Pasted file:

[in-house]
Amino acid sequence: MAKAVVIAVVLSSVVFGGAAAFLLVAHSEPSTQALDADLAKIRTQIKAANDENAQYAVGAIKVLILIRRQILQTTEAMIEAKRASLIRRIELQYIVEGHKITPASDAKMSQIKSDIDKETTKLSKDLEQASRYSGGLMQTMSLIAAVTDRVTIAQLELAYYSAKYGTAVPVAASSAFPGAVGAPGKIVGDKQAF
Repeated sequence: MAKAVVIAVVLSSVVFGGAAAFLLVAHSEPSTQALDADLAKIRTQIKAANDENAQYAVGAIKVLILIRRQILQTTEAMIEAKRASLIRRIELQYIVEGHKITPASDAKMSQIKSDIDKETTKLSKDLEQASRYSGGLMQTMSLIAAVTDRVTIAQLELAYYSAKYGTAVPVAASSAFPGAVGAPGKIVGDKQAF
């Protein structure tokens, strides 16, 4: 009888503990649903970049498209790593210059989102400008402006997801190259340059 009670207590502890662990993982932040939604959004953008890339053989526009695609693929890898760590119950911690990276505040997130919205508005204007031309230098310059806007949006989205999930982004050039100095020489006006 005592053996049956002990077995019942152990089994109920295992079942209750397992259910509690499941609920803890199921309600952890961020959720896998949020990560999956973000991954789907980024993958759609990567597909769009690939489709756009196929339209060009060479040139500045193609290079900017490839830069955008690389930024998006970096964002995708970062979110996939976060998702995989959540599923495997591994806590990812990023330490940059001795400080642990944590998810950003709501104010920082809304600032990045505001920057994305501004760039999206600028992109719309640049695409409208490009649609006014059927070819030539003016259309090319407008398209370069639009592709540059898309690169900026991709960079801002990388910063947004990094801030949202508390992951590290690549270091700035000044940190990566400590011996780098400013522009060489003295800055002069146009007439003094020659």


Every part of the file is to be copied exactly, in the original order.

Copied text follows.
[in-house]
Amino acid sequence: MAKAVVIAVVLSSVVFGGAAAFLLVAHSEPSTQALDADLAKIRTQIKAANDENAQYAVGAIKVLILIRRQILQTTEAMIEAKRASLIRRIELQYIVEGHKITPASDAKMSQIKSDIDKETTKLSKDLEQASRYSGGLMQTMSLIAAVTDRVTIAQLELAYYSAKYGTAVPVAASSAFPGAVGAPGKIVGDKQAF
Repeated sequence: MAKAVVIAVVLSSVVFGGAAAFLLVAHSEPSTQALDADLAKIRTQIKAANDENAQYAVGAIKVLILIRRQILQTTEAMIEAKRASLIRRIELQYIVEGHKITPASDAKMSQIKSDIDKETTKLSKDLEQASRYSGGLMQTMSLIAAVTDRVTIAQLELAYYSAKYGTAVPVAASSAFPGAVGAPGKIVGDKQAF
């Protein structure tokens, strides 16, 4: 009888503990649903970049498209790593210059989102400008402006997801190259340059 009670207590502890662990993982932040939604959004953008890339053989526009695609693929890898760590119950911690990276505040997130919205508005204007031309230098310059806007949006989205999930982004050039100095020489006006 005592053996049956002990077995019942152990089994109920295992079942209750397992259910509690499941609920803890199921309600952890961020959720896998949020990560999956973000991954789907980024993958759609990567597909769009690939489709756009196929339209060009060479040139500045193609290079900017490839830069955008690389930024998006970096964002995708970062979110996939976060998702995989959540599923495997591994806590990812990023330490940059001795400080642990944590998810950003709501104010920082809304600032990045505001920057994305501004760039999206600028992109719309640049695409409208490009649609006014059927070819030539003016259309090319407008398209370069639009592709540059898309690169900026991709960079801002990388910063947004990094801030949202508390992951590290690549270091700035000044940190990566400590011996780098400013522009060489003295800055002069146009007439003094020659």